By Consultant Orthopaedic Surgeon Mr Per Anderberg
You find it harder and more painful to walk than you used to and notice you are increasingly reaching for the painkillers. Sound familiar?
For many it will as these are typical symptoms of osteoarthritis, the most common form of arthritis that affects around one million people in this country alone. Although there is no cure, there is now much that can be done for many forms of this disease.
Once known as wear and tear arthritis, this occurs when the protective cartilage at the end of the bones become thinner while the bone itself becomes harder. This alters the shape of the joint and leads to stiffness and makes movement hard.
Many people don’t bother going to seek medical advice and shrug it off as ‘just a part of getting older.’ While it is true there is no cure per se there is much that can be done and the sooner you ask for help the better.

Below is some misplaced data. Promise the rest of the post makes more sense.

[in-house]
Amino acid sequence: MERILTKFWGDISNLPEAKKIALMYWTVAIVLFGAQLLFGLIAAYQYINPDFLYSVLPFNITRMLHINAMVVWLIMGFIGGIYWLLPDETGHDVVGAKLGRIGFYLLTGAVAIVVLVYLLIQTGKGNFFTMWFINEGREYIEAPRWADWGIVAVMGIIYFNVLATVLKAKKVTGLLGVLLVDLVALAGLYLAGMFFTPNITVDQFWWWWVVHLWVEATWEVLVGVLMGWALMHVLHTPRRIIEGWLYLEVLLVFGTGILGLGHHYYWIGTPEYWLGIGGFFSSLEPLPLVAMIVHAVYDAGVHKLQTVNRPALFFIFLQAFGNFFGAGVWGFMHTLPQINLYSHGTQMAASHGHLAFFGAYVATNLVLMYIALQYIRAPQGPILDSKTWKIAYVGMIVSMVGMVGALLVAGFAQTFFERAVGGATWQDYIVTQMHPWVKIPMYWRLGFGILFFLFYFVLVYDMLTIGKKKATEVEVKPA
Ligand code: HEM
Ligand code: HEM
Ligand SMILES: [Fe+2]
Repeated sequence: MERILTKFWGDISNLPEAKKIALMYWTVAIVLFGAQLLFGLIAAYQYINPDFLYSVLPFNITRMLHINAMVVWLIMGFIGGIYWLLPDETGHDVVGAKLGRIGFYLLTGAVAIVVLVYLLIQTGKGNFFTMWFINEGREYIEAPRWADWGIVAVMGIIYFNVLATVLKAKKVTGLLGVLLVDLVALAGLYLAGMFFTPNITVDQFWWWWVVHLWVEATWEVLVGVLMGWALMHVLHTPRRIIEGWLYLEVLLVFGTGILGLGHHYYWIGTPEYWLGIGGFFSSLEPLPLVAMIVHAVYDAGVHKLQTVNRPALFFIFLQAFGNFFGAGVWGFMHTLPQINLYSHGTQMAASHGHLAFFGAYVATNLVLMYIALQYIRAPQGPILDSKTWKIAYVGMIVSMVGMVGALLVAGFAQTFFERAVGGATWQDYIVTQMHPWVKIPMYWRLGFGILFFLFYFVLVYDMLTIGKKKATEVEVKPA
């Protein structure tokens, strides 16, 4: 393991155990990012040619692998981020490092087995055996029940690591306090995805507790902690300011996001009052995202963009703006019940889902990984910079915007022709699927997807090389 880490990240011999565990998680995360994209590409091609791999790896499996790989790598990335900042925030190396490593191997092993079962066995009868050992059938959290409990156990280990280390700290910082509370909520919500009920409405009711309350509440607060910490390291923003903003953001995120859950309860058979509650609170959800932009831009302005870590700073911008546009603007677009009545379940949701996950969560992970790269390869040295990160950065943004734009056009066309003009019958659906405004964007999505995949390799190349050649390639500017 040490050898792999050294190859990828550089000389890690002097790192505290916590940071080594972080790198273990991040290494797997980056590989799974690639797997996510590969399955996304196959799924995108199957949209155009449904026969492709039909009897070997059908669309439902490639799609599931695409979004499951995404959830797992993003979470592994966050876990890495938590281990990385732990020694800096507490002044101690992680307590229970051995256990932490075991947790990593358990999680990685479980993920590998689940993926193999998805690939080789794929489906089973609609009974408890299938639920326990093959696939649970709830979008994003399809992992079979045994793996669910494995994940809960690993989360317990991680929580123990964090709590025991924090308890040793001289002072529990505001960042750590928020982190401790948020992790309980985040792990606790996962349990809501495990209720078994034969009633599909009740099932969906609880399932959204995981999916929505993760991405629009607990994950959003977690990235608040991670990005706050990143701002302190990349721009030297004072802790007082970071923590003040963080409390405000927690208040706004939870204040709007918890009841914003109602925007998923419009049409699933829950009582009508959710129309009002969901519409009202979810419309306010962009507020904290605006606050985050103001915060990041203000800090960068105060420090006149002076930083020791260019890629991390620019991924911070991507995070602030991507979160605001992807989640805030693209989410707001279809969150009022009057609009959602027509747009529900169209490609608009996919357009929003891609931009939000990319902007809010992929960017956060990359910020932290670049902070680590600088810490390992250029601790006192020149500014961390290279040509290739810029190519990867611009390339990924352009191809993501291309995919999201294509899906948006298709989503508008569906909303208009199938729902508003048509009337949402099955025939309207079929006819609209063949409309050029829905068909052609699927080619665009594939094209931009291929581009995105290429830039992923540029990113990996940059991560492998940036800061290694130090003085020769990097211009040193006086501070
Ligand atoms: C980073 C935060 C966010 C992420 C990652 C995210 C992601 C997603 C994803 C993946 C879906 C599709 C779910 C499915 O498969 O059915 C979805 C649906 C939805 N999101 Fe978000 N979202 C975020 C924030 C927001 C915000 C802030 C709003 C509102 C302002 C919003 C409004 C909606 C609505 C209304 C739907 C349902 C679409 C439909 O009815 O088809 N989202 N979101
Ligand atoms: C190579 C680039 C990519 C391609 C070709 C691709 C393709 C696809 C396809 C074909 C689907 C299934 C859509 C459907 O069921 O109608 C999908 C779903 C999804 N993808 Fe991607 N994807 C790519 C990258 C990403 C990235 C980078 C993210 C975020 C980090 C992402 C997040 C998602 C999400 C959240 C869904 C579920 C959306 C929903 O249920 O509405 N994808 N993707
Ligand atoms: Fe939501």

"The usual symptoms are pain or swelling, locking or giving way of the joint, limping, or changes in the gait", says Mr Per Anderberg, a consultant orthopaedic surgeon at The Horder Centre.
Sometimes the patient thinks there is nothing that can be done for them and so delay going to the doctor. Or they think that the only option is surgery and they don’t want that. The truth is that there are other options – such as painkillers, or steroid or hyaluronic acid injections.
“Simple lifestyle measures such as losing weight or becoming more active also can help. Even if surgery is suggested, the joint replacements we do now are very successful and can last for 20 years or more .”
Doing nothing is the worst possible option. It weakens muscles around already painful joints and leaves them less supported.
“Also if someone is limping or has an altered gait for a long time this can have a knock-on effect on other joints in the legs and back,” says Mr Anderberg.